The said Consuls shall have power to require the assistance of the luthorities of the country for the arrest, detention, and custody of leserters from the public and private vessels of their country, and for that purpose they shall address themselves to the courts, judges, and officers competent, and shall demand the said deserters in writing, proving by an exhibition of the register of the vessel's or ship's roll, or other public documents, that those men were part of the said crews, and on this demand so proved (saving, however, where the contrary is proved), the delivery shall not be refused. Such deserters, when arrested, shall be put at the disposal of said Consuls, and may be put in the public prisons at the request and expense of those who reclaim them, to be sent to the ships to which they belonged, or to others of the same nation. But if they be not sent back within two months, to be counted from the day of their arrest, they shall be set at liberty, and shall be no more arrested for the same cause.

search, seizure, and arrest of the said deserters, who shall be even detained and kept in the prisons of the country, at their request and expense until they shall have found opportunity of sending them back. But it they be not sent back within two months, to be counted from the day of their arrest, they shall be set at liberty, and shall be no more arreste for the same cause.

It is understood, however, that if the deserter should be found to har committed any crime or offense, his surrender may be delayed until the tribunal before which the case shall be depending shall have pronounce its sentence, and such sentence shall have been carried into effect.

The present additional article shall have the same force and value a if it were inserted, word for word, in the Convention signed at Wash ington on the twentieth day of December, one thousand eight hundre and twenty-seven.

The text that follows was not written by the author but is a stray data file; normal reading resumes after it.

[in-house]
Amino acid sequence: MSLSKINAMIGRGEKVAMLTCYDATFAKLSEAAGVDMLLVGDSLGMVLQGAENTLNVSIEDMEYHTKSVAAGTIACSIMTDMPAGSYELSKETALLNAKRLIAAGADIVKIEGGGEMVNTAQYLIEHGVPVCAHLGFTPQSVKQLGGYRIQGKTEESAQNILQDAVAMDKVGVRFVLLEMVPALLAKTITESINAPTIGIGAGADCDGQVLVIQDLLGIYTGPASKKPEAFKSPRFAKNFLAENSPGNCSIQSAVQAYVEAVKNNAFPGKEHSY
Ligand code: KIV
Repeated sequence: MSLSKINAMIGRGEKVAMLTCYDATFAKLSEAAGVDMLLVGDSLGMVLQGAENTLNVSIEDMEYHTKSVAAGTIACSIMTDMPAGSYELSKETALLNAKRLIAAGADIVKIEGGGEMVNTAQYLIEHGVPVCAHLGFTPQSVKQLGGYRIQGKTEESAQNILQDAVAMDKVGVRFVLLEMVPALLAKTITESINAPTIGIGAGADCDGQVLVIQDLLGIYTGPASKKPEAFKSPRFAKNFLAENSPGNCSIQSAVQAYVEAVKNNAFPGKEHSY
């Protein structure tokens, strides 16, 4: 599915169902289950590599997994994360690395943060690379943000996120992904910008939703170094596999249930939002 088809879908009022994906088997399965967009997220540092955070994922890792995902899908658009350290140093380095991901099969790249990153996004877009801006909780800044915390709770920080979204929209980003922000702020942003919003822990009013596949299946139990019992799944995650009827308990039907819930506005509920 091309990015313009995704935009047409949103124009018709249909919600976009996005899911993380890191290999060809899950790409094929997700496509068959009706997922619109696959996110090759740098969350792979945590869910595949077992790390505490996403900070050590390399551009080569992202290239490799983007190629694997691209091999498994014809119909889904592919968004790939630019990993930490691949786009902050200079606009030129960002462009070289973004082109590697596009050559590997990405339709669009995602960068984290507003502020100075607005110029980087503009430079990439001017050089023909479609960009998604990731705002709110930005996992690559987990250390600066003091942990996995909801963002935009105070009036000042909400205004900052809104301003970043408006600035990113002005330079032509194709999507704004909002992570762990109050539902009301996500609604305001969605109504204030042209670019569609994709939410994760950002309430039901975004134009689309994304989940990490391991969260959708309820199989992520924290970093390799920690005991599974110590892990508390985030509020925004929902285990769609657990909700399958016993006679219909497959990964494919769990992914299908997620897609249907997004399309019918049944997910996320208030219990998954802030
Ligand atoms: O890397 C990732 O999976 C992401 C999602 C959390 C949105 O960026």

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Convention for the mutual extension of the jurisdiction of Consuls betica

the United States of America and the Free and Hanseatic Republics q Hamburg, Bremen, and Lubeck, concluded at Washington, April 3 1852.

1465. ARTICLE I.

The Consuls, Vice-Consuls, Commercial, and Vice-Commercial Agents of each of the high contracting parties shall have the right, as such, ti sit as judges and arbitrators in such differences as may arise between the masters and crews of the vessels belonging to the nation whose inter ests are committed to their charge, without the interference of the loca authorities, unless the conduct of the crews or of the master should dis turb the order or tranquillity of the country; or the said Consuls, Vict Consuls, Commercial Agents, or Vice-Commercial Agents, should requir their assistance in executing or supporting their own decisions. Bo this species of judgment or arbitration shall not deprive the contendin parties of the right they have to resort, on their return, to the judicia authority of their own country.

1466. ARTICLE II.

The present Convention shall be in force for the term of twelve year from the day of its ratifications; and further until the end of twelv months after the Government of the United States on the one part, a the Free and Hanseatic Republics of Hamburg, Bremen, or Lubeck, o her of them, on the other part, shall have given notice of their intenon to terminate the same; each of the contracting parties reserving to self the right of giving such notice to the other at the end of the said rm of twelve years. And it is hereby agreed that, at the expiration of relve months after such notice shall have been received by either of the irties from the other, this convention, and all the provisions thereof, iall altogether cease and determine, as far as regards the States giving id receiving such notice; it being always understood and agreed that one or more of the Free and Hanseatic Republics aforesaid shall, at le expiration of twelve years from the date of the ratification of the invention, give or receive notice of the termination of the same, it shall, evertheless, remain in full force and operation, as far as regards the maining Free and Hanseatic Republics or Republic, which may not ave given or received such notice.